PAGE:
Doctoral Posters #21-24
Purpose/Objective of study: This study explores the impact of individuals’ religious faith on information behavior, particularly information use. Religious intolerance continues to stratify barriers between communities, globally and domestically. The significance of faith in decision-making is not only evident in fundamentalist violence abroad, but also in Pres. Bush’s professed faith-based approach to decision-making. While the role of Bush’s faith in his information behavior affects political policy-making, faith’s role in information behavior is germane to many more individuals’ roles and social/institutional networks; it warrants the systematic investigation of faith’s impact on user-defined relevance of information. This study’s purpose is exploring problems in information action faced by the dichotomy between the faith-related and secular research expectations transparent in the information sources employed in situated thesis writing.
Sample and Setting: One area where profession of faith substantially affects information needs due to institutional policy is in graduate studies of theology and religion. This study is first concerned with the faith-related and secular sources from a purposive sample at the research setting of Harvard University, where sources inform the thesis process of the two mutually exclusive degrees – Master’s of Divinity and Master’s of Theological Studies – that prepare future ministers and future academicians.
Method: To operationalize the variables of degrees, this study adopts Dervin’s revised sense-making theory with its barrier component. At the 2006 Annual Meeting of ASIS&T, Dervin confirmed the conceptualization of degree type as a barrier in her theoretical model, stating, “[that it is] impacting students throughout their [Master’s] thesis research.” To locate the most appropriate research subjects for qualitative inquiry, this study first investigates the content of Master’s theses acknowledgements, following Cronin’s recent bibliometrics on acknowledgements. The frequency with which the acknowledgements of the respective degrees’ theses acknowledge affiliates of their own degree programs informs further data collection. The content analysis of the acknowledgements accompanying Master’s theses focuses strictly with the explicitly manifest content of the acknowledgements.
Data collection techniques(s): To examine the process of Master’s theses research and composition; this study aims to examine the social behavior of graduate students of religion as manifest in the interpersonal information sources they acknowledge in theses submitted for the Master’s degree and whom they characterize in intensive interviews. After having the initial data about information sources, collected and coded according to the information source type, the information sources are juxtaposed to external data about the degree affiliations of the people acknowledged. This analysis of implicit content serves as a lens into the relationships between authors, affiliations and acknowledgements. Having that information facilitates collection of richer data from theses authors through interviewing than otherwise obtainable from the content analysis of the acknowledgements.
Results: The intensive interviewing of Master’s students qualifies the results of the preliminary analysis of degree-relevant information source preferences. If information behavior relates to degree programs defined by students’ faith, the specific evidence should be used to facilitate access to the information sources that will best satisfy the information needs of those patrons with faith while also catering to those without faith.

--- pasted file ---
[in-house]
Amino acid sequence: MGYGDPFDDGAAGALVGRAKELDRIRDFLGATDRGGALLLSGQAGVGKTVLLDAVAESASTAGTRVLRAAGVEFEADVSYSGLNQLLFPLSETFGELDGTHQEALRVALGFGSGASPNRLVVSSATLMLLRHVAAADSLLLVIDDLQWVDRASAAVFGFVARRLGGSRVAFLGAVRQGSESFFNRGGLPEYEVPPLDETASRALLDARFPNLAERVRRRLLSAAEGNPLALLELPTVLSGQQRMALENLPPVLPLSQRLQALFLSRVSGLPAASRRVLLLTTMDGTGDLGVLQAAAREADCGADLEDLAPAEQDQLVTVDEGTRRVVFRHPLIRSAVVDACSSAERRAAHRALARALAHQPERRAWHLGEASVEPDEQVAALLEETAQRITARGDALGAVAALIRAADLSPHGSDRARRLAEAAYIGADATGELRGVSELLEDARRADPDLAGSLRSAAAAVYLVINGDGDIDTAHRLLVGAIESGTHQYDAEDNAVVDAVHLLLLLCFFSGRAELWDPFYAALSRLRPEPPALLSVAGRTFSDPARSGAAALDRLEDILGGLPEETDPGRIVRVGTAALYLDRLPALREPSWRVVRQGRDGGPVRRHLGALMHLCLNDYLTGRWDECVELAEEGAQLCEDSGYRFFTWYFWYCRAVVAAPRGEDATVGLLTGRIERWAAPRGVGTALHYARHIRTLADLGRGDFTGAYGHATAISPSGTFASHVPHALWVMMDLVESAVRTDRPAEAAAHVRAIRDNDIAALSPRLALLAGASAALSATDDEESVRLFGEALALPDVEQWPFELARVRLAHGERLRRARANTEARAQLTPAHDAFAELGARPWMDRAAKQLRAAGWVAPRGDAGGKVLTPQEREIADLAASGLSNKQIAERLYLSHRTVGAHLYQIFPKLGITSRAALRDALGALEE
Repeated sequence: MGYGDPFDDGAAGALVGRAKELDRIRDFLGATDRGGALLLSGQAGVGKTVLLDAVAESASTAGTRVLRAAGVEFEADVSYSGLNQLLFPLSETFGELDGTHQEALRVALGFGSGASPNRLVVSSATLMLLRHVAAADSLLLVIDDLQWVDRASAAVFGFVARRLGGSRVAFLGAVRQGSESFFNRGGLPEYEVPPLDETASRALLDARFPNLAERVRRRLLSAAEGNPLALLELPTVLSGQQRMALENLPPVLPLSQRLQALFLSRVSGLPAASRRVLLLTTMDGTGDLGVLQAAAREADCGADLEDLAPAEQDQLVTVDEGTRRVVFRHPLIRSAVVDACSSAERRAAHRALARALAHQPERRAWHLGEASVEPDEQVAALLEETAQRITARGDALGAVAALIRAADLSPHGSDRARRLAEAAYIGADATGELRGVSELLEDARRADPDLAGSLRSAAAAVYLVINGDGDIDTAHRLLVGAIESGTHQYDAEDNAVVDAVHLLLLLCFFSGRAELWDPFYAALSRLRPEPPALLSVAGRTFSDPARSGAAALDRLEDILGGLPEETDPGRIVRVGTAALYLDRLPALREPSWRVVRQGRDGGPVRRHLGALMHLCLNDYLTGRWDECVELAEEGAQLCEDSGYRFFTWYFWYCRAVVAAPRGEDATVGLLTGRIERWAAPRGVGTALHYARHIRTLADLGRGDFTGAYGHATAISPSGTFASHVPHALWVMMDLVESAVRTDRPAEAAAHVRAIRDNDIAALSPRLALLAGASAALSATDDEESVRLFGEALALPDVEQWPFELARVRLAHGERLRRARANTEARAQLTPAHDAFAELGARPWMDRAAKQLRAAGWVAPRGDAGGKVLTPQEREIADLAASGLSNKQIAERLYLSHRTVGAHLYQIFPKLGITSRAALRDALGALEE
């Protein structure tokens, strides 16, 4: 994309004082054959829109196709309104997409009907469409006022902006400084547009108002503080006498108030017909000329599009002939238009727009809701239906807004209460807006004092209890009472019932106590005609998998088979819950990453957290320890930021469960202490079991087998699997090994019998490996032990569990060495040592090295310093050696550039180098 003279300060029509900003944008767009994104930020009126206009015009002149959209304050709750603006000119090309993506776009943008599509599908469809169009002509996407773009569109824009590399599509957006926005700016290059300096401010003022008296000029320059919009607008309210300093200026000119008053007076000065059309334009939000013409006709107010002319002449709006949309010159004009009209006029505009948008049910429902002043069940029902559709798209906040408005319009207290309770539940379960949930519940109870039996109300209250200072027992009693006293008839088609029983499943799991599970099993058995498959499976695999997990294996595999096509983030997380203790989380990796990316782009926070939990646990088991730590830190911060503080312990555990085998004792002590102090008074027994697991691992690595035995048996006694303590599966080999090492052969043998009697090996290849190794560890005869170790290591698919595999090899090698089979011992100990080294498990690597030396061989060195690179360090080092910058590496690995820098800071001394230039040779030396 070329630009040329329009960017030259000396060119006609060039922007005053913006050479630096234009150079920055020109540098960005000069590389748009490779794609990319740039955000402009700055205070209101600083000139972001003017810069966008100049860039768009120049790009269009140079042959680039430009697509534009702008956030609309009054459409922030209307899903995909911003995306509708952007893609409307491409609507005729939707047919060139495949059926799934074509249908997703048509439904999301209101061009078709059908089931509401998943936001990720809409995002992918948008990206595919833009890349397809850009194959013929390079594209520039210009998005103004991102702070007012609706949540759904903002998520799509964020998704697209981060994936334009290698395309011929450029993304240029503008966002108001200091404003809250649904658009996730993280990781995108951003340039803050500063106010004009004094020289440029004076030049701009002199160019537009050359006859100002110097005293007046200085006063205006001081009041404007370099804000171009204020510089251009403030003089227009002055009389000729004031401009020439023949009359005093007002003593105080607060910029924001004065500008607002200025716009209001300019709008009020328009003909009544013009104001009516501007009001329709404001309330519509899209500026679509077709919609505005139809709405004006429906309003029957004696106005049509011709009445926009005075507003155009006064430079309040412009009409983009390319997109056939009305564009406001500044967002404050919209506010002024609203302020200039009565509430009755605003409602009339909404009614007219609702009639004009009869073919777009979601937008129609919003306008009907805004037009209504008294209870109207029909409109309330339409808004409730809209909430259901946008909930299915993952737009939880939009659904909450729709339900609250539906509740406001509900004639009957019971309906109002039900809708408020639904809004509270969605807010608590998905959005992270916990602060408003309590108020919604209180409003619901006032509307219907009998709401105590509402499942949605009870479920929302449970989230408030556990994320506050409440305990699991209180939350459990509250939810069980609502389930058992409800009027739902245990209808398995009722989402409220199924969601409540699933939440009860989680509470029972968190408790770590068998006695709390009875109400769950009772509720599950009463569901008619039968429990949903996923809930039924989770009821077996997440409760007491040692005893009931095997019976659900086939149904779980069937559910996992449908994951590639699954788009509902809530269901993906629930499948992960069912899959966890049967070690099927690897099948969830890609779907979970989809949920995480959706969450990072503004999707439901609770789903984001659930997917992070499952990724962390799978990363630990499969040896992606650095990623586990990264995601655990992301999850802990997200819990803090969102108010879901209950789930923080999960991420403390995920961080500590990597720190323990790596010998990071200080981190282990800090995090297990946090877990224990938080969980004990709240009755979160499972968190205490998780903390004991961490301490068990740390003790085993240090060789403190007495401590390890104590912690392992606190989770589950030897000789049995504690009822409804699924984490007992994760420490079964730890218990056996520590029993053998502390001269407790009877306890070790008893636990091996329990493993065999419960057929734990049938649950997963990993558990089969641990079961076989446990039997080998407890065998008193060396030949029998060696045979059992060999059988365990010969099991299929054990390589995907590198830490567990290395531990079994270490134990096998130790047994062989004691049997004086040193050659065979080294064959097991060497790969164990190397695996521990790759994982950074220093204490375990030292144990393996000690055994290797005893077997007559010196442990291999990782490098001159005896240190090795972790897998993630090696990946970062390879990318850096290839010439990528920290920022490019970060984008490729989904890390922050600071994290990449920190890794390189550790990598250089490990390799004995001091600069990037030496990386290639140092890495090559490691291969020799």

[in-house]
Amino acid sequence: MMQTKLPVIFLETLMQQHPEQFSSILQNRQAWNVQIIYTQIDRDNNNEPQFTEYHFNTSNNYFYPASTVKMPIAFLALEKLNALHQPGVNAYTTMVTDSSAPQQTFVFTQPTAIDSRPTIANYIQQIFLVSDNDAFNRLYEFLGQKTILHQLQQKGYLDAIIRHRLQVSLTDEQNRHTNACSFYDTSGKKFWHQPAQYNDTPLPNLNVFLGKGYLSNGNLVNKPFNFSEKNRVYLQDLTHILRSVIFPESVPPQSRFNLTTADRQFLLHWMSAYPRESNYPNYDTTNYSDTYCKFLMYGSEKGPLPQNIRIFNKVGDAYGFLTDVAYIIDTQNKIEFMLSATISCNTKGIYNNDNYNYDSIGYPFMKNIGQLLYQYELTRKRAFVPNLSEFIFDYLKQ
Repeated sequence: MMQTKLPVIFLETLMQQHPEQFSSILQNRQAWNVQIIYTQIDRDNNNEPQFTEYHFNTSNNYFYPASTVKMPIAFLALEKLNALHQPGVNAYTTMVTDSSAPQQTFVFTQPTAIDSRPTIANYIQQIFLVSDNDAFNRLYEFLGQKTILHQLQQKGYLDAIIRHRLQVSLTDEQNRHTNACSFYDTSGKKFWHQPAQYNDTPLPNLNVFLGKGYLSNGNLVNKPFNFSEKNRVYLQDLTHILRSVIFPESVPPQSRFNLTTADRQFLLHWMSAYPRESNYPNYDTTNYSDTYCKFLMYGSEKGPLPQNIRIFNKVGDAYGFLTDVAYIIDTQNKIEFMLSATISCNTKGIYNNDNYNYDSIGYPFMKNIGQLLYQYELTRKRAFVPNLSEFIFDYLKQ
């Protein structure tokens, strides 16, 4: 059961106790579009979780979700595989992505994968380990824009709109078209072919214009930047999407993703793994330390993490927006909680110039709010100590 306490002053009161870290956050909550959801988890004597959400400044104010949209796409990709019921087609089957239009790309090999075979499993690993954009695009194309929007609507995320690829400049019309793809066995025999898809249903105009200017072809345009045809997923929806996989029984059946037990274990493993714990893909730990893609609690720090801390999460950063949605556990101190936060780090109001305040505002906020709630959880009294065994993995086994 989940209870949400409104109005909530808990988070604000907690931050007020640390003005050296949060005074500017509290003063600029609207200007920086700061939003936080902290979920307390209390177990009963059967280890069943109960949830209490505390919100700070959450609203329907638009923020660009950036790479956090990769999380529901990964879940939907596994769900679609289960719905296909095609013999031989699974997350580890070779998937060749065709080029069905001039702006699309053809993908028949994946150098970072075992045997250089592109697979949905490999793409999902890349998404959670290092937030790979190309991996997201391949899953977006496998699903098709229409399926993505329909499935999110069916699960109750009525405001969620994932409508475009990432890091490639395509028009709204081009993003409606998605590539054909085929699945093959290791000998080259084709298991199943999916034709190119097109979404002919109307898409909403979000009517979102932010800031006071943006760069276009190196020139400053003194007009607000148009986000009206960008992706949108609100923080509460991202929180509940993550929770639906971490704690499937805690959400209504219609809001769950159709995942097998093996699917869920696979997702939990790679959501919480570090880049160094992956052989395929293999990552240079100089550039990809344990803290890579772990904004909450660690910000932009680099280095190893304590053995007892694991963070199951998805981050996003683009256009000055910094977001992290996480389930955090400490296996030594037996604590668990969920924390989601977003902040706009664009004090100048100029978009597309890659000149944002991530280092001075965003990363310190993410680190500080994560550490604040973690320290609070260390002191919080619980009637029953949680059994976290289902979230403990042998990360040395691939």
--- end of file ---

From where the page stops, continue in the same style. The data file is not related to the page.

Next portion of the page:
Purpose/Objective of study: This research is one of a few studies that have investigated the information behavior of younger elementary school children. It is significant in that recent cognitive research has established that there are considerable and rapid intellectual changes throughout childhood, meaning that studies and/or models outlining the information-seeking experiences of older students and adults might not identify, explain or address the unique information needs of younger elementary school students. Thus, the findings of this study, while providing insight into the barriers faced by children when seeking information, how they use information in an educational context, and how they can be helped to better exploit the information resources available to them, also will inform an information behavioral model specific to grade-three students.
Sample and Setting: This study was conducted over a 3 month period (Winter 2006) in two elementary school classes within an elementary school in a suburb of Montreal, Quebec, Canada. Each class met daily with the same teacher for half of the day, rotating between mornings and afternoons. There were 52 students, 12 of whom were studied in greater depth as part of two sample groups, one in each class.
Method: This is a qualitative, phenomenological study.
Data Collection Techniques: Six different types of data collection techniques were employed: participant observation (field notes, audio- and video-tapes, captures of Internet searching sessions), interviews (teacher, 12 volunteer students and some of their parents), questionnaires (pre and post to all attending grade-three students), self-evaluations (all grade-three students), journals (12 volunteers), and final projects (12 volunteers).
23. Daniel R. Roland
Purpose/Objective of study: To apply the principles of Dervin’s Sense-Making theory to the primary research question: How does a clergy member go about preparing a sermon that relates faith to the modern world by preaching from the Bible in terms understandable to the modern mind and by relating Christian teachings to current issues and human needs? Three particular aspects of the sermon preparation process were explored as expressed in the secondary research questions for the research project: